How we talk about God.


“The children were lined up in the cafeteria of a parochial school for lunch. At the head of the table was a large pile of apples, over which the teacher had written a sign that said, “Take only ONE. God is watching.” Moving further along the lunch line, at the other end of the table was a large pile of warm chocolate chip cookies. And over this plate, a child had written a note: “Take all you want. God is watching the apples.”  Sandy Eisenberg Sasso.


Theology is a daunting kind of a word. It conjures up university lectures and large dust covered books filled with long words. But theology is the study of God. And we do theology all the time.  
We do theology every time we talk about God
Every time we ask, ‘I wonder what that means?’ when we open the Bible. Every time we ask 'Why?' Every time we witness miracle or mystery. Theology is not reserved for those with bookshelves filled with NT Wright and Hebrew textbooks.We are theologians, and our children are too. We each bring something to these conversations; our questions, our doubts and our thoughts on faith, God and the meaning of life. And we are shaped by each others contributions. 

Our children both contribute to the theological task and are shaped by it.  They bring something unique to the conversation, which shouldn’t surprise us because Jesus told us they did. Take notice of these children, they will tell you something about the kingdom you know (my paraphrase of Mark 10). Children have plenty to say about the Bible and faith and the meaning of life.  

While much space is devoted in books and blogs to answering children's questions, it is important to recognise that children may also help adults to answer our questions. 

Let’s create spaces to listen carefully to what they say.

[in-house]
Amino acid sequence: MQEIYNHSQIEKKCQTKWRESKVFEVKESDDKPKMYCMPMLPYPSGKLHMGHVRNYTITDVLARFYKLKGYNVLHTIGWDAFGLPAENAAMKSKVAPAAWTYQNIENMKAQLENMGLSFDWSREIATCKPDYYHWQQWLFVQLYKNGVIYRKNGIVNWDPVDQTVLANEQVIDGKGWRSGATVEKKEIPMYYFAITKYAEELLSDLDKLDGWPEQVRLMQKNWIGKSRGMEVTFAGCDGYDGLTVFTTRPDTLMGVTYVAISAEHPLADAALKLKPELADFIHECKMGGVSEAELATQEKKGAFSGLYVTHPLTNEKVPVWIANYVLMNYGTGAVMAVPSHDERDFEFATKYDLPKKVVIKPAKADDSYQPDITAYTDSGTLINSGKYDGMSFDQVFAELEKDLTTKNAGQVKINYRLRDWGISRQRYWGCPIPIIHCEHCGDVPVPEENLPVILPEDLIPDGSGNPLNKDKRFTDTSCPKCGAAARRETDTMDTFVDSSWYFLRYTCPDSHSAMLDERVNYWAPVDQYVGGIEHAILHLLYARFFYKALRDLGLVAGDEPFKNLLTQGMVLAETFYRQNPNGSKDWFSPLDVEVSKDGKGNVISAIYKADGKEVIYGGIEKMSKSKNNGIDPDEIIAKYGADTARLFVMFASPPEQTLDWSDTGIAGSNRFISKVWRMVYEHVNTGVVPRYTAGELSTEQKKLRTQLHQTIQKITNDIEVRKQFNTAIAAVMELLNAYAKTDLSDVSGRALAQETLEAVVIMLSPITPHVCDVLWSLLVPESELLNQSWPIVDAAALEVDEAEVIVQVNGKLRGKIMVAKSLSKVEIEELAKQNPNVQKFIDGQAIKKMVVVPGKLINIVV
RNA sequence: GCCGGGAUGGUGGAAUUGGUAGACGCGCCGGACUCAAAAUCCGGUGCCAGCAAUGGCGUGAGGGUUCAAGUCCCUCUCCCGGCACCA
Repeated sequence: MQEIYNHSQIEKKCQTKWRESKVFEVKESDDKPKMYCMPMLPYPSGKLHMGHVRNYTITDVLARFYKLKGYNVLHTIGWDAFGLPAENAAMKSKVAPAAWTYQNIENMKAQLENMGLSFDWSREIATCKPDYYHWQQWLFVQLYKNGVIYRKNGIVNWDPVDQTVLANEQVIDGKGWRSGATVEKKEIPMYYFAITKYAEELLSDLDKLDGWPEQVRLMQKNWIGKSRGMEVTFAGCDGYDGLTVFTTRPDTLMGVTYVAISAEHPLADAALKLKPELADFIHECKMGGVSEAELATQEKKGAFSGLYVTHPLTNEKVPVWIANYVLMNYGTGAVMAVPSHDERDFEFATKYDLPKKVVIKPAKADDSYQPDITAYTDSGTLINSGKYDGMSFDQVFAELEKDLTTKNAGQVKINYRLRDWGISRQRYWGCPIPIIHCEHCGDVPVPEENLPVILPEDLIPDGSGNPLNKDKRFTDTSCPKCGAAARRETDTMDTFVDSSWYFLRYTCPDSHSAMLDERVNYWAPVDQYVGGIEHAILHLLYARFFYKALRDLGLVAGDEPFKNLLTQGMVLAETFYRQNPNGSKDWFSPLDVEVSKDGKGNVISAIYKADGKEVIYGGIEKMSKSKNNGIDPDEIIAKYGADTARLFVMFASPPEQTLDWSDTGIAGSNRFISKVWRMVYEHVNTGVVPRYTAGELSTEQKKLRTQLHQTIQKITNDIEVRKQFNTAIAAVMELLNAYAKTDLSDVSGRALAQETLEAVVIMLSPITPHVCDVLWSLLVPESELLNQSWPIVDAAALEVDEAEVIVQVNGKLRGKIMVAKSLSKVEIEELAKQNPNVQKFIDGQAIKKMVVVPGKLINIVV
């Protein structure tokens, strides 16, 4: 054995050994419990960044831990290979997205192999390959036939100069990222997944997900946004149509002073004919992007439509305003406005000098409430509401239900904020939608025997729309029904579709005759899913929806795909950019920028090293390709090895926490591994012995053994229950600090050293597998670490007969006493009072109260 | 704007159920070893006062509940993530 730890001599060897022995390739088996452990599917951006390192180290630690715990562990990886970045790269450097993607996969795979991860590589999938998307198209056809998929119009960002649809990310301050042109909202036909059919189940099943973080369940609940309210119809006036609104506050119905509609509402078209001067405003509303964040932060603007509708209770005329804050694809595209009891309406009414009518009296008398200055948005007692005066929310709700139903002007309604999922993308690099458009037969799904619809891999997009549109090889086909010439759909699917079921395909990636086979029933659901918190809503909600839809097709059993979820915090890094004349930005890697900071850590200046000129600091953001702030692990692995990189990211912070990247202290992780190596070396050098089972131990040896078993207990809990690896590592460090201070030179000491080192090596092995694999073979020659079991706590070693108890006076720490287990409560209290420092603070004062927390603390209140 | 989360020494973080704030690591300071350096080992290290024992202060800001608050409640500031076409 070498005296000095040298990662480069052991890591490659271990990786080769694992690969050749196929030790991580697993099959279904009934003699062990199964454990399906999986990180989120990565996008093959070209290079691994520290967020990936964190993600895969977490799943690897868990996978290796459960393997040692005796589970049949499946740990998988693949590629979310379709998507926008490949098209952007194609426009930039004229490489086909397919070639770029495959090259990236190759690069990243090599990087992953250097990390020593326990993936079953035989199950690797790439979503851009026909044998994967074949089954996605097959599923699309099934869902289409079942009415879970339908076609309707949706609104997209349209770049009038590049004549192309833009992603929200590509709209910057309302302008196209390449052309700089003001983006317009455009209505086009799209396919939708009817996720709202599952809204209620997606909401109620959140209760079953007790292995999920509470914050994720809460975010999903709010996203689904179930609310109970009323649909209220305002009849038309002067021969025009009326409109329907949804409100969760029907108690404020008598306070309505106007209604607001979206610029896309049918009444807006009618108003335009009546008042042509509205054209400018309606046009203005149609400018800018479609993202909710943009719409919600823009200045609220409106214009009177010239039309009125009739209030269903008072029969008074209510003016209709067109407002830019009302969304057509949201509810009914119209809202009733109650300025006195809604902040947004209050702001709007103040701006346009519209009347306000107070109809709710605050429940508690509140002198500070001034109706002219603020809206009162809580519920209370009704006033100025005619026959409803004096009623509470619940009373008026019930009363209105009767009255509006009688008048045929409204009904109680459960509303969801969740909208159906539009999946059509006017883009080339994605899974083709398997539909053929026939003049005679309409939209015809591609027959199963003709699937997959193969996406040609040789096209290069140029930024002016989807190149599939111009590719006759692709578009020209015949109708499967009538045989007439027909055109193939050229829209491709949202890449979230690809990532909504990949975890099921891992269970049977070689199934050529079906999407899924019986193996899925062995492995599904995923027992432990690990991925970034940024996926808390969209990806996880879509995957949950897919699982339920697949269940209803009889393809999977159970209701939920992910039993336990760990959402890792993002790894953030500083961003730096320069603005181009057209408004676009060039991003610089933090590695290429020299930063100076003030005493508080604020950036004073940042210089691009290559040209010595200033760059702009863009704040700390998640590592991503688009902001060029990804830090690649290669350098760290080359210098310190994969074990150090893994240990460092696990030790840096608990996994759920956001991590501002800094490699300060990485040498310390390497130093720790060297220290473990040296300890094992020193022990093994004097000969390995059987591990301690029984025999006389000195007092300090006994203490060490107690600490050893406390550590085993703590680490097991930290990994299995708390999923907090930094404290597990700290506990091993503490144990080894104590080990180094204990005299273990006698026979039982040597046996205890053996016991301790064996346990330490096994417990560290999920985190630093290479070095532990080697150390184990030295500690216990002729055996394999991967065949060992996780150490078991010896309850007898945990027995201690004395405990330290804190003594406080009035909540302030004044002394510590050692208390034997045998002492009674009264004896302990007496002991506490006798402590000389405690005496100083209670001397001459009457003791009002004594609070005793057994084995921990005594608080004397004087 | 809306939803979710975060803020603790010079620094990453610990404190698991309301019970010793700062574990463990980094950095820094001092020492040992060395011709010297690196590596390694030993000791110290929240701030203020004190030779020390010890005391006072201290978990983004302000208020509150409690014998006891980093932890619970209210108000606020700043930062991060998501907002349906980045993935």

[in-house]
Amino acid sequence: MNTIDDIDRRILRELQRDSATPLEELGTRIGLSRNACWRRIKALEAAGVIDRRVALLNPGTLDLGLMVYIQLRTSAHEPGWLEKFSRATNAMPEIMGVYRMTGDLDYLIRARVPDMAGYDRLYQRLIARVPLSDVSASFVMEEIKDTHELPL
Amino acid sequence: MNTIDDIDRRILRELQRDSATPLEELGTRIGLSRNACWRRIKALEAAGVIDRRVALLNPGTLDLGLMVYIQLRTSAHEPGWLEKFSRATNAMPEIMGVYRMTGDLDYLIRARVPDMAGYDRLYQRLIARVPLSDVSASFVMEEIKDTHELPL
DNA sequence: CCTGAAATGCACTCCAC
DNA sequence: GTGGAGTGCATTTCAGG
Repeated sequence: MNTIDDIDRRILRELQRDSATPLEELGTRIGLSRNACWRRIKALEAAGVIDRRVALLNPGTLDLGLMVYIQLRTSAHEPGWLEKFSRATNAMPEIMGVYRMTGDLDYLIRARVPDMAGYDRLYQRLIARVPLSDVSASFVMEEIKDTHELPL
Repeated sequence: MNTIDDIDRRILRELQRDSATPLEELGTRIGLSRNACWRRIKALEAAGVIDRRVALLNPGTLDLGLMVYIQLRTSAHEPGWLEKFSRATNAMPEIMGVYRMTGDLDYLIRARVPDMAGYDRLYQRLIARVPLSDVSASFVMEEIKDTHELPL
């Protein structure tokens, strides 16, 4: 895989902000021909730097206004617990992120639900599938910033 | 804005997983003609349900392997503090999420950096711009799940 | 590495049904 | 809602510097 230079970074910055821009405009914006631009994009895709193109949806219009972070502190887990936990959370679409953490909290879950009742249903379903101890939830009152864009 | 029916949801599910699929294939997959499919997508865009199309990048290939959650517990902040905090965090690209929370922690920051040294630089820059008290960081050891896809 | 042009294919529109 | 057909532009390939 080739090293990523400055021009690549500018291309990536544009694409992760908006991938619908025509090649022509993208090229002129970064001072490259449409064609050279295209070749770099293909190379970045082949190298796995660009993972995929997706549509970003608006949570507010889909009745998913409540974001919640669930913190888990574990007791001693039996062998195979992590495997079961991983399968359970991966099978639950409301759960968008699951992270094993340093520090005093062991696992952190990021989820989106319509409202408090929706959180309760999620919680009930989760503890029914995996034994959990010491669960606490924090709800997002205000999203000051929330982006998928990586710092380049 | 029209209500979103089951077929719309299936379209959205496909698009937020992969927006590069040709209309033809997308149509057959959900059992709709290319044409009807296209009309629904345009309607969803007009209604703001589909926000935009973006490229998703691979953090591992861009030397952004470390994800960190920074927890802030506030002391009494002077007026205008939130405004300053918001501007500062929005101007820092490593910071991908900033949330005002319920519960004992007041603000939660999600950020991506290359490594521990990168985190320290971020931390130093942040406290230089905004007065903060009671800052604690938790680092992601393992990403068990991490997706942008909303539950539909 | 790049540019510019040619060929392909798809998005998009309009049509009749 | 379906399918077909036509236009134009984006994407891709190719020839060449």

Children are also shaped by the way we talk about God. Do they hear us saying that God is some cosmic policewoman on the watch to punish us if we take too many apples?  What a challenge! Even if we don’t consider ourselves theologians that is in fact who we are. We talk about God. We try and figure out how faith works in the context of our everyday lives. We come to the Bible with lots of questions and our own ideas of what it all means. We are theologians.

Are we striving then to ‘do’ good theology? How are we allowing ourselves to be shaped by children as well as those who carry the title 'theologian'? What books or blogs are we reading? What conversations are we having? Who are we having these conversations with? Are we opening up these conversations or are we closing them down with simplistic or unhelpful answers? 

Let us take as many apples as we like because God is not only watching, God is present with us in our conversations. God joins in with us, breathing life through the Spirit into our words and our thoughts and actions. Which should come as encouraging news to those of us who feel inadequate.

PS: God hangs out around warm chocolate chip cookies too!




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